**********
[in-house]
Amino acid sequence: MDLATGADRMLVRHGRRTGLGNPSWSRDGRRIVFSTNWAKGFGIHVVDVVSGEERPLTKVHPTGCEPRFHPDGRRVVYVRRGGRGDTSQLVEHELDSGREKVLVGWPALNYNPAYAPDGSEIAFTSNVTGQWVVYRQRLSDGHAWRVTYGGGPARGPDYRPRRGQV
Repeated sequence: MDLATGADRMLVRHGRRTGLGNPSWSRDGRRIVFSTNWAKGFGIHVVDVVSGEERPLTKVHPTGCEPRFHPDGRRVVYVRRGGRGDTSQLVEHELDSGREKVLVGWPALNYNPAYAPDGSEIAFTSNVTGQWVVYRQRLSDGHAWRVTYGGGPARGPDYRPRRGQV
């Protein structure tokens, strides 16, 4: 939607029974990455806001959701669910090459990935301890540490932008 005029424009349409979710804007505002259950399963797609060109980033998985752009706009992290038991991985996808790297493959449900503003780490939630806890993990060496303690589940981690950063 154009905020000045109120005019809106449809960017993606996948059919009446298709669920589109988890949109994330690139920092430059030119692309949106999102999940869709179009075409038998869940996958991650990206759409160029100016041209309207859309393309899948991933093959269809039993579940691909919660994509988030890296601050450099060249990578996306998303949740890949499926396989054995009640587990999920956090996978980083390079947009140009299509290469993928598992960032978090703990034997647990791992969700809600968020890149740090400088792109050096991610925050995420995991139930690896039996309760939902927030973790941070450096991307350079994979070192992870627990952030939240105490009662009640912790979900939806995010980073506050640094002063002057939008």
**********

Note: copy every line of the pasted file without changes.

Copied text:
[in-house]
Amino acid sequence: MDLATGADRMLVRHGRRTGLGNPSWSRDGRRIVFSTNWAKGFGIHVVDVVSGEERPLTKVHPTGCEPRFHPDGRRVVYVRRGGRGDTSQLVEHELDSGREKVLVGWPALNYNPAYAPDGSEIAFTSNVTGQWVVYRQRLSDGHAWRVTYGGGPARGPDYRPRRGQV
Repeated sequence: MDLATGADRMLVRHGRRTGLGNPSWSRDGRRIVFSTNWAKGFGIHVVDVVSGEERPLTKVHPTGCEPRFHPDGRRVVYVRRGGRGDTSQLVEHELDSGREKVLVGWPALNYNPAYAPDGSEIAFTSNVTGQWVVYRQRLSDGHAWRVTYGGGPARGPDYRPRRGQV
């Protein structure tokens, strides 16, 4: 939607029974990455806001959701669910090459990935301890540490932008 005029424009349409979710804007505002259950399963797609060109980033998985752009706009992290038991991985996808790297493959449900503003780490939630806890993990060496303690589940981690950063 154009905020000045109120005019809106449809960017993606996948059919009446298709669920589109988890949109994330690139920092430059030119692309949106999102999940869709179009075409038998869940996958991650990206759409160029100016041209309207859309393309899948991933093959269809039993579940691909919660994509988030890296601050450099060249990578996306998303949740890949499926396989054995009640587990999920956090996978980083390079947009140009299509290469993928598992960032978090703990034997647990791992969700809600968020890149740090400088792109050096991610925050995420995991139930690896039996309760939902927030973790941070450096991307350079994979070192992870627990952030939240105490009662009640912790979900939806995010980073506050640094002063002057939008």